Strategically, and for public-relations purposes (which are not inconsequential in a high-profile corruption investigation, just ask Ken Starr), a guilty plea to the major scheme under investigation proves that the major scheme really happened — here, some kind of criminal collusion (i.e., conspiracy) in Russia’s espionage operation against the 2016 election. The guilty-plea allocution, in which the accomplice explains to the court what he and others did to carry out the scheme, puts enormous pressure on other accomplices to come forward and cooperate. In a political corruption case, it can drive public officials out of office.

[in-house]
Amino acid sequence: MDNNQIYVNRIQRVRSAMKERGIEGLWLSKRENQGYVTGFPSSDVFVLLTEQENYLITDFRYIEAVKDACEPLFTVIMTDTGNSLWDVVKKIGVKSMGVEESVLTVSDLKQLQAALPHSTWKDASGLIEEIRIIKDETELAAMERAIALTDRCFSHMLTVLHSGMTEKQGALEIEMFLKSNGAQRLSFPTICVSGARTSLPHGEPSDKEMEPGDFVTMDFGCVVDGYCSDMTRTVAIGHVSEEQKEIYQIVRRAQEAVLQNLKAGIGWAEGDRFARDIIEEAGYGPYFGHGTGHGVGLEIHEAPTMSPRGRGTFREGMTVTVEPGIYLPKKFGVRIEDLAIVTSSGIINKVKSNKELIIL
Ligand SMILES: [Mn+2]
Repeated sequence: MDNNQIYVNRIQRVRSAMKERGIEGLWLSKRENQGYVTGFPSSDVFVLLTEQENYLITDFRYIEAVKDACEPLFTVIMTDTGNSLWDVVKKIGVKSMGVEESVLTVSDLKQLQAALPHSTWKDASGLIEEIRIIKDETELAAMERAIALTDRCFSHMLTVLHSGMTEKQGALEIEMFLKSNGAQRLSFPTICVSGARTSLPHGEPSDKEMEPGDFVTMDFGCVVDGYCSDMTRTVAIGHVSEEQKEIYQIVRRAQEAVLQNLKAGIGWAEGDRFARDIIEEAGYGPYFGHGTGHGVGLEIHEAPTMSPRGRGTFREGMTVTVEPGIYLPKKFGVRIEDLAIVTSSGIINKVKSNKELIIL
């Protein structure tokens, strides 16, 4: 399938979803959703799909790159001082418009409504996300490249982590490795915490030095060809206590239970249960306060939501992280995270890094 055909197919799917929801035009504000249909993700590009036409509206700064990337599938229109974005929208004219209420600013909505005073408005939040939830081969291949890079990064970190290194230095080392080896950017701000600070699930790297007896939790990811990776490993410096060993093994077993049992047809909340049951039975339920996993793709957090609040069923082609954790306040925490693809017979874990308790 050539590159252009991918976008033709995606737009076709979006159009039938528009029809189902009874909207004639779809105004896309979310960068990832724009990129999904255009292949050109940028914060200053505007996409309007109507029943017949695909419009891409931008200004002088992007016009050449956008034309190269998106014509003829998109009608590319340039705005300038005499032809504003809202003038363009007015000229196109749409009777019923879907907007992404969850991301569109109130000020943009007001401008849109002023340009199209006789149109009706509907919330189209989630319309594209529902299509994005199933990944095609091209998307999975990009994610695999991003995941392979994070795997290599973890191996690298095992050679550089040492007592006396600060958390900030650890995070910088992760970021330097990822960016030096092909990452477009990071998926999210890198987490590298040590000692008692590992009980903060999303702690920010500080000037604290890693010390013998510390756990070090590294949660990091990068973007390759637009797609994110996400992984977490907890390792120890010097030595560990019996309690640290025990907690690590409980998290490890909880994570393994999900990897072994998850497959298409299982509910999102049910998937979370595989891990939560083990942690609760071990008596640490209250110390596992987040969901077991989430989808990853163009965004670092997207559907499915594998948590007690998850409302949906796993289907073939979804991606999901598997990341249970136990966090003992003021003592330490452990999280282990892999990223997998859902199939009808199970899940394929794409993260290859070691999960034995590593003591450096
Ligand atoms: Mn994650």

Justice Department policy calls for prosecutors to indict a defendant on the most serious readily provable charge, not to plead out a case on minor charges to obtain cooperation.

[. . .]

Trading a plea on minor charges for cooperation is a foolish gambit that badly damages the prosecutor’s case. It suggests that the cooperator must not have disclosed details about the major scheme. Otherwise the prosecutor would have charged him with it. It implies that the prosecutor is so desperate to make a case on a major target that he gave bad actors a pass on serious charges — something experienced prosecutors know that juries hate.

It is even worse to plead accomplices out on false-statements counts. This establishes that the main thing the jury should know about the accomplice is that he is not to be trusted.